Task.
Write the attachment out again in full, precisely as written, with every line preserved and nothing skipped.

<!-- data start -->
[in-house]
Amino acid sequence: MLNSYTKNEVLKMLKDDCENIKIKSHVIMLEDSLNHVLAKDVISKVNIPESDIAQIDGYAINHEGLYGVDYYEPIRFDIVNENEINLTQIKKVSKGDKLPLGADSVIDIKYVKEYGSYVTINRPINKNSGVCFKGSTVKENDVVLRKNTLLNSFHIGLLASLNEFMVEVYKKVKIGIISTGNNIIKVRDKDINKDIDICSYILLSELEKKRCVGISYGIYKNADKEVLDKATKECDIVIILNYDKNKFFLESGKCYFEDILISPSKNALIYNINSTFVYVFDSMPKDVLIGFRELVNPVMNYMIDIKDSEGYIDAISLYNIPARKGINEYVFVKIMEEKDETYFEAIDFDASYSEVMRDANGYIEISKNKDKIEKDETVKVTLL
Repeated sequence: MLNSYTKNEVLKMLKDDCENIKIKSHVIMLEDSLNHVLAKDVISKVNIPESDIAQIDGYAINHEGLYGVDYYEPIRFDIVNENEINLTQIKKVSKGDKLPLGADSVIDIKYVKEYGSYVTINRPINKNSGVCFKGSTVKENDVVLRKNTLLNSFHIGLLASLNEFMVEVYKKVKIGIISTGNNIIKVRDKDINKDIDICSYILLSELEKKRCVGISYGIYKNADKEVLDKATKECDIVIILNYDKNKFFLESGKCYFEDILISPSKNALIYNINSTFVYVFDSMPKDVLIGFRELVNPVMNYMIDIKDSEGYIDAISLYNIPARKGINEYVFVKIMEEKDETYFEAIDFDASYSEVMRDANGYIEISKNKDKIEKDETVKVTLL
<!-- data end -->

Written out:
[in-house]
Amino acid sequence: MLNSYTKNEVLKMLKDDCENIKIKSHVIMLEDSLNHVLAKDVISKVNIPESDIAQIDGYAINHEGLYGVDYYEPIRFDIVNENEINLTQIKKVSKGDKLPLGADSVIDIKYVKEYGSYVTINRPINKNSGVCFKGSTVKENDVVLRKNTLLNSFHIGLLASLNEFMVEVYKKVKIGIISTGNNIIKVRDKDINKDIDICSYILLSELEKKRCVGISYGIYKNADKEVLDKATKECDIVIILNYDKNKFFLESGKCYFEDILISPSKNALIYNINSTFVYVFDSMPKDVLIGFRELVNPVMNYMIDIKDSEGYIDAISLYNIPARKGINEYVFVKIMEEKDETYFEAIDFDASYSEVMRDANGYIEISKNKDKIEKDETVKVTLL
Repeated sequence: MLNSYTKNEVLKMLKDDCENIKIKSHVIMLEDSLNHVLAKDVISKVNIPESDIAQIDGYAINHEGLYGVDYYEPIRFDIVNENEINLTQIKKVSKGDKLPLGADSVIDIKYVKEYGSYVTINRPINKNSGVCFKGSTVKENDVVLRKNTLLNSFHIGLLASLNEFMVEVYKKVKIGIISTGNNIIKVRDKDINKDIDICSYILLSELEKKRCVGISYGIYKNADKEVLDKATKECDIVIILNYDKNKFFLESGKCYFEDILISPSKNALIYNINSTFVYVFDSMPKDVLIGFRELVNPVMNYMIDIKDSEGYIDAISLYNIPARKGINEYVFVKIMEEKDETYFEAIDFDASYSEVMRDANGYIEISKNKDKIEKDETVKVTLL